When you have a kid, you soon realize that one of the most frequent (and bizarre) questions you get from family, friends and strangers is: is she a good baby?
Like, what are you going to say? No? She’s a really shitty baby? I wish I could send her back? We’ve been in touch with some adoption agencies? I hope the next one turns out better?
After the good baby question, the next thing that will inevitably come out of that person’s mouth is: is she a good sleeper? Because for some reason all babies are judged based on their ability to sleep.
My son is a terrible sleeper. He has many sterling qualities, but sleeping well is not among them. At 19 months he still wakes up multiple times a night. I would give you an average of how many, but I’m too exhausted to count.
I’ve discovered that sleep is a really tough subject to discuss with other parents, for several reasons:
1. They all have sleep strategies that they want to share with you.
2. They assume that you have tried zero sleep strategies on your own.
3. They make you feel like having a kid who doesn’t sleep through the night is some kind of horrible failure on your part.
That last one? The one where I am made to feel like a terrible parent and a failure? I am being dead serious right there. I can’t tell you how many times I’ve mentioned to other parents that Theo doesn’t sleep through the night, only to be met with an expression that would best be described as total and complete horror. From the looks on their faces, you would think I’d just confessed that he regularly swills gin and plays with knives. Which, I mean, that is totally inaccurate, because we only sometimes let him have gin.
It sucks, because not only do I feel like I am getting grief from other parents for having a sleepless kid, but also being this tired all the time makes me want to stab things. Matt likes to tell this story about how, in the first week of Theo’s life, he was so exhausted that he started hallucinating. At one point he turned to me and said, I understand now why sleep deprivation is an effective torture technique.
Theo was a fledgling insomniac even in those early days. He grunted and wriggled around in his sleep, and he absolutely would not sleep in a crib. When I tell people that we co-sleep with him, they often assume that it’s because I’m some kind of attachment parenting hippie. I mean, I am an attachment parenting hippie, but really, the decision to share our bed with our kid was born out of the fact that we couldn’t figure out how to get him to sleep, and we were desperate.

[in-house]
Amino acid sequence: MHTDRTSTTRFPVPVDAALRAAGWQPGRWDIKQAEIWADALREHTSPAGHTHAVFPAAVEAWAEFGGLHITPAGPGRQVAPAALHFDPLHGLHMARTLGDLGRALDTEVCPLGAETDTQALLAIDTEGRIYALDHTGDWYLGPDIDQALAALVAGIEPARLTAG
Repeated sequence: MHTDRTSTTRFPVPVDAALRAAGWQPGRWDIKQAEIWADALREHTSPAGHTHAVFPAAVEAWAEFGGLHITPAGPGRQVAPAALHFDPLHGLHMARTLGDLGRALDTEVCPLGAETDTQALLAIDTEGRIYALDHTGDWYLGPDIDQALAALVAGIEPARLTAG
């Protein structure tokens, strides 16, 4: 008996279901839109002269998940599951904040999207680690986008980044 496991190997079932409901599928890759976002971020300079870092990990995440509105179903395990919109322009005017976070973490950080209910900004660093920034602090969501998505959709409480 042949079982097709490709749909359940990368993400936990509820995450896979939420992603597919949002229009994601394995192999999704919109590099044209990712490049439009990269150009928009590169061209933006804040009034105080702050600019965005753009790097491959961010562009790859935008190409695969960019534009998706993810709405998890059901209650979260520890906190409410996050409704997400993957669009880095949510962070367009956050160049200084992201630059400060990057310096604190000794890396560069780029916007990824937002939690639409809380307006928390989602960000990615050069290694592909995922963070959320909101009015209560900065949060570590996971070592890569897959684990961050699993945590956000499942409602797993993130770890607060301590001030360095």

Since then, we’ve tried a few different types of sleep training. Some we’ve had moderate success with, some we’ve been too tired to implement properly or regularly, and some have just flat-out not worked for us.
One thing that’s helped recently, though, is re-evaluating what my expectations are for Theo’s sleep. Part of that comes from the fact that I’ve struggled with insomnia since my early teens; if, at 30, I can’t remember the last time that I slept through the night, why am I expecting my kid to be able to? Theo got Matt’s blue eyes, adorable nose and laid-back personality – it only makes sense that some of my genes would start showing up sometime. I can only hope that he also got my killer fashion sense.
Thinking all this doesn’t make me any less tired, but it does make me feel a little more sympathetic towards him. Because the thing is, I know what it’s like to not be able to sleep. I know how rough that is. There are nights when I, a highly verbal and fairly capable adult, still cry from frustration because I can’t seem to turn off my brain. Given that, I don’t know why I would expect my sleepless toddler to just be able to roll over and start sawing logs.
I know from experience that I can’t force myself to sleep, and, the fact is, I can’t force Theo either.
So where does that leave us? Mostly it leaves me with a sense of it is what is is, which is oddly comforting. We’ll keep trying different strategies to get him to sleep through the night, for sure, but I’m going to try to stop feeling bad about it. He’s a sentient human being, wholly separate from myself, who, while able to know his own wants, totally lacks any ability to be reasoned with – at this point, if he doesn’t want to sleep, it probably isn’t going to happen. And it probably isn’t my fault.
Maybe this is a good parenting lesson for me. Because sometimes, my kid is going to want (or not want) to do something, and I’m not always going to have perfect control over the situation. I’m not saying that I’m going to give into him, but I am saying that maybe I need to be more flexible. Maybe I need to learn to look for a different approach to any given issue, or work to find a compromise. Hopefully, rather than seeing me as someone who is trying to impose her authoritarian will on him, Theo will come to see me as someone who is trying her damnedest to understand him, and only has his best interests at heart.
Because that’s the parenting dream, isn’t it? To have your kids respect and obey you without resenting you. To have them understand that sometimes you have to do things that they won’t like because, for whatever reason, it’s good for them. Is that even possible? I’m not sure.
If all else fails, we’ll just blow his whole college fund on therapy and sleeping pills.